"They are all unjust acts by a traditional society, far more restrictive than what is lawfully allowed by the precepts of religion."

He also detailed the "economic costs" caused by women having to rely on "foreign" private drivers or taxis. Even if their husbands can take time out to transport them, that requires temporarily leaving the office and "undermines the productivity of the workforce," he said.

"Having women drive has become an urgent social demand predicated upon current economic circumstances."

Saudi Arabia's oil revenues fell by 51 percent last year following a collapse in global prices, which remain at less than half the level they were two years ago.

As a result, the government has delayed major projects, cut spending, and raised prices for everyday services including water and electricity.

The kingdom in April announced its Vision 2030 plan to diversify its oil-dependent economy and employ more Saudis, including women.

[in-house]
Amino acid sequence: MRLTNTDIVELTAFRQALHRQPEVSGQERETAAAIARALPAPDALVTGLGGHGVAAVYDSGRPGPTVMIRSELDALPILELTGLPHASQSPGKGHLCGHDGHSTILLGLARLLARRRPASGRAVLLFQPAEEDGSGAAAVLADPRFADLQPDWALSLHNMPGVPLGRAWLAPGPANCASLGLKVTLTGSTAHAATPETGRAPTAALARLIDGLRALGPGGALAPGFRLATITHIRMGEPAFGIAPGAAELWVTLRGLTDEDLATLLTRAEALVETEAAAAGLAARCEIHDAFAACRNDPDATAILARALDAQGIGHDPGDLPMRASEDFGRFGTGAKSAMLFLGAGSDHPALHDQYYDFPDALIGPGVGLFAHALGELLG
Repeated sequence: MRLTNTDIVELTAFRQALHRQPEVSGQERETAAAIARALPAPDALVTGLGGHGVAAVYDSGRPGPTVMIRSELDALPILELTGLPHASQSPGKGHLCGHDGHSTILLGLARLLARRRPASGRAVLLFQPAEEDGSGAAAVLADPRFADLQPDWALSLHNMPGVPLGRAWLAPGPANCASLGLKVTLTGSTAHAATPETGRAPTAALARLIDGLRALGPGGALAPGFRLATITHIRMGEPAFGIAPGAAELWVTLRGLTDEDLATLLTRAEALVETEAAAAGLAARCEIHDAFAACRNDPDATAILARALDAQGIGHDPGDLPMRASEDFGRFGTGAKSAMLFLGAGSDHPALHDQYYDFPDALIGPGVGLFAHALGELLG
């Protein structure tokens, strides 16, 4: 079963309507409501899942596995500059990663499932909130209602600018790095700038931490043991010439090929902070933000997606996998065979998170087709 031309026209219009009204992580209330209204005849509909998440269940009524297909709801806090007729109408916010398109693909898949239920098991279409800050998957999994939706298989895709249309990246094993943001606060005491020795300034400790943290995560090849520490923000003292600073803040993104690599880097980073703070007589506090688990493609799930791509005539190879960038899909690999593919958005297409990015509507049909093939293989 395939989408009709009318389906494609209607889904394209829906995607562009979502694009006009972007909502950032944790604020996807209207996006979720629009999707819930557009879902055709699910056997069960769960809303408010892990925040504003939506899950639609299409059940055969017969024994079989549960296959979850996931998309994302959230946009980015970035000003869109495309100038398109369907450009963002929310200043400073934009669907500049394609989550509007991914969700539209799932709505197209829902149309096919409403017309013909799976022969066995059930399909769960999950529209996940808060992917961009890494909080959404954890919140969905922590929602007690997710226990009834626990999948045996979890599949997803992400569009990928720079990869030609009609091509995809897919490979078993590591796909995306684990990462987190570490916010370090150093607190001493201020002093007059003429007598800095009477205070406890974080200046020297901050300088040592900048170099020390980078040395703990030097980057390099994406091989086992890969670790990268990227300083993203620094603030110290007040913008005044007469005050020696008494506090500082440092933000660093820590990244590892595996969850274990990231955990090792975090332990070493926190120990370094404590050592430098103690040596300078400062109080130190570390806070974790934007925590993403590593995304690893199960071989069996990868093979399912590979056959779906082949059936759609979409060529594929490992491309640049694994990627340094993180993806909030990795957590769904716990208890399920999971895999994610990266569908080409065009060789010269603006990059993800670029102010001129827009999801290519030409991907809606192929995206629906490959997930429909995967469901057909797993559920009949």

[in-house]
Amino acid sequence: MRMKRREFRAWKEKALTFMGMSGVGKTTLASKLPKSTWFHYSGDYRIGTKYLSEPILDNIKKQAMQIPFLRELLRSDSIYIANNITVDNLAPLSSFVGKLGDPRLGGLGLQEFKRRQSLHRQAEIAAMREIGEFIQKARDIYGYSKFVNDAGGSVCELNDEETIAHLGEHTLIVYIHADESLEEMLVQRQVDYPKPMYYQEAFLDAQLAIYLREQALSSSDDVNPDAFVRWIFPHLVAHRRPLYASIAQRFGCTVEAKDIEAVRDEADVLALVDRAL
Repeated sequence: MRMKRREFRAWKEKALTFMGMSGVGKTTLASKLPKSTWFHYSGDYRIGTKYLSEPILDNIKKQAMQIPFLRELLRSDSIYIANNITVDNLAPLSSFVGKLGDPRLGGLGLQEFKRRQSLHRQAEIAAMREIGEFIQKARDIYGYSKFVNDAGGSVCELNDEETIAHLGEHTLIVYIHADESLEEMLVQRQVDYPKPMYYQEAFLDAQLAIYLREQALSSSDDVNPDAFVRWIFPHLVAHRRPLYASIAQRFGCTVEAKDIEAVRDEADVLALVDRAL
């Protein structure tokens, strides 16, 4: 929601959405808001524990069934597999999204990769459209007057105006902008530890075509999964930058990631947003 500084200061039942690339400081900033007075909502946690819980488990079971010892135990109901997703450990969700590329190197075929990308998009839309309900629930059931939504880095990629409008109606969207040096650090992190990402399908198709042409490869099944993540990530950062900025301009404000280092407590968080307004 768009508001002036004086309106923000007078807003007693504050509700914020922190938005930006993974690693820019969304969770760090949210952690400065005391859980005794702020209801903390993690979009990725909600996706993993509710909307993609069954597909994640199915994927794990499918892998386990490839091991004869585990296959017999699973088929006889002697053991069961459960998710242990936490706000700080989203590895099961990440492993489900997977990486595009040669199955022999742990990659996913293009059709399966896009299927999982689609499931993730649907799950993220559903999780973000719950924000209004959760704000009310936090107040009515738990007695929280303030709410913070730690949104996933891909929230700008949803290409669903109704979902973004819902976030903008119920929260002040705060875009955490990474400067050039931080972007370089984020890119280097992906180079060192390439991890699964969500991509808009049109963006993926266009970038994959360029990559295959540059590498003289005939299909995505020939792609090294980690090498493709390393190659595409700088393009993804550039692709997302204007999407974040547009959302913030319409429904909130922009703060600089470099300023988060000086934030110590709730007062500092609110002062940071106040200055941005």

Unveiling that plan, Deputy Crown Prince Mohammed bin Salman, 31, said social change cannot be forced.

On women driving, he said: "So far the society is not persuaded... But we stress that it is up to Saudi society.

(This story has not been edited by Business Standard staff and is auto-generated from a syndicated feed.)

image
Business Standard
177 22

Upgrade To Premium Services

Welcome User

Business Standard is happy to inform you of the launch of "Business Standard Premium Services"

As a premium subscriber you get an across device unfettered access to a range of services which include:

  • Access Exclusive content - articles, features & opinion pieces
  • Weekly Industry/Genre specific newsletters - Choose multiple industries/genres
  • Access to 17 plus years of content archives
  • Set Stock price alerts for your portfolio and watch list and get them delivered to your e-mail box
  • End of day news alerts on 5 companies (via email)
  • NEW: Get seamless access to WSJ.com at a great price. No additional sign-up required.
 

Premium Services

In Partnership with

 

Dear Guest,

 

Welcome to the premium services of Business Standard brought to you courtesy FIS.
Kindly visit the Manage my subscription page to discover the benefits of this programme.

Enjoy Reading!
Team Business Standard